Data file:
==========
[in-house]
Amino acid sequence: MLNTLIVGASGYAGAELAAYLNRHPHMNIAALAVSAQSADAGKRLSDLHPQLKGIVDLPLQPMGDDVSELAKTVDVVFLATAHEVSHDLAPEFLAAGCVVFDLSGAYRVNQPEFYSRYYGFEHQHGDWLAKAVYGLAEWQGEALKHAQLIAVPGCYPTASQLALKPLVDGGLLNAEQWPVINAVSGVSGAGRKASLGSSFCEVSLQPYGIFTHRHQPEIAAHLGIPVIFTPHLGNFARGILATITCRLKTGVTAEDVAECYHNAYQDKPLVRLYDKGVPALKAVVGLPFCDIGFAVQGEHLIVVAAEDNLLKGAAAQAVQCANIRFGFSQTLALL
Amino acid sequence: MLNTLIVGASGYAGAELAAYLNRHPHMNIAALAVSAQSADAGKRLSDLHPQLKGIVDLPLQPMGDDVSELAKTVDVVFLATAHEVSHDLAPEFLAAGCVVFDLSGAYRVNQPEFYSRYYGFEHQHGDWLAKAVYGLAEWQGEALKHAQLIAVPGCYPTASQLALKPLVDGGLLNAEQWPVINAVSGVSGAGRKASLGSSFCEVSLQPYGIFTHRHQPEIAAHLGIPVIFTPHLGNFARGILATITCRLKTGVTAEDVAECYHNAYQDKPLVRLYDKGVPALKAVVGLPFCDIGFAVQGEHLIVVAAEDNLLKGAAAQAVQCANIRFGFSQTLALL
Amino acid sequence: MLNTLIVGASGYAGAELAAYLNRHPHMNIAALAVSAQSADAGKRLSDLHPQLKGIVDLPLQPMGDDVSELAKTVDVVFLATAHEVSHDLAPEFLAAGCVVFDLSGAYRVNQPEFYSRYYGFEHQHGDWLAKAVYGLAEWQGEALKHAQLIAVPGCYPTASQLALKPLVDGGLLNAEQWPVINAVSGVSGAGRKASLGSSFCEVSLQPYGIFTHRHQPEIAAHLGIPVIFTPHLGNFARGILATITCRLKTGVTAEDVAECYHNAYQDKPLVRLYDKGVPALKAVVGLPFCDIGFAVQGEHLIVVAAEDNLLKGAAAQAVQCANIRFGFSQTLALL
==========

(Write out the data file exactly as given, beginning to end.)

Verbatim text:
[in-house]
Amino acid sequence: MLNTLIVGASGYAGAELAAYLNRHPHMNIAALAVSAQSADAGKRLSDLHPQLKGIVDLPLQPMGDDVSELAKTVDVVFLATAHEVSHDLAPEFLAAGCVVFDLSGAYRVNQPEFYSRYYGFEHQHGDWLAKAVYGLAEWQGEALKHAQLIAVPGCYPTASQLALKPLVDGGLLNAEQWPVINAVSGVSGAGRKASLGSSFCEVSLQPYGIFTHRHQPEIAAHLGIPVIFTPHLGNFARGILATITCRLKTGVTAEDVAECYHNAYQDKPLVRLYDKGVPALKAVVGLPFCDIGFAVQGEHLIVVAAEDNLLKGAAAQAVQCANIRFGFSQTLALL
Amino acid sequence: MLNTLIVGASGYAGAELAAYLNRHPHMNIAALAVSAQSADAGKRLSDLHPQLKGIVDLPLQPMGDDVSELAKTVDVVFLATAHEVSHDLAPEFLAAGCVVFDLSGAYRVNQPEFYSRYYGFEHQHGDWLAKAVYGLAEWQGEALKHAQLIAVPGCYPTASQLALKPLVDGGLLNAEQWPVINAVSGVSGAGRKASLGSSFCEVSLQPYGIFTHRHQPEIAAHLGIPVIFTPHLGNFARGILATITCRLKTGVTAEDVAECYHNAYQDKPLVRLYDKGVPALKAVVGLPFCDIGFAVQGEHLIVVAAEDNLLKGAAAQAVQCANIRFGFSQTLALL
Amino acid sequence: MLNTLIVGASGYAGAELAAYLNRHPHMNIAALAVSAQSADAGKRLSDLHPQLKGIVDLPLQPMGDDVSELAKTVDVVFLATAHEVSHDLAPEFLAAGCVVFDLSGAYRVNQPEFYSRYYGFEHQHGDWLAKAVYGLAEWQGEALKHAQLIAVPGCYPTASQLALKPLVDGGLLNAEQWPVINAVSGVSGAGRKASLGSSFCEVSLQPYGIFTHRHQPEIAAHLGIPVIFTPHLGNFARGILATITCRLKTGVTAEDVAECYHNAYQDKPLVRLYDKGVPALKAVVGLPFCDIGFAVQGEHLIVVAAEDNLLKGAAAQAVQCANIRFGFSQTLALL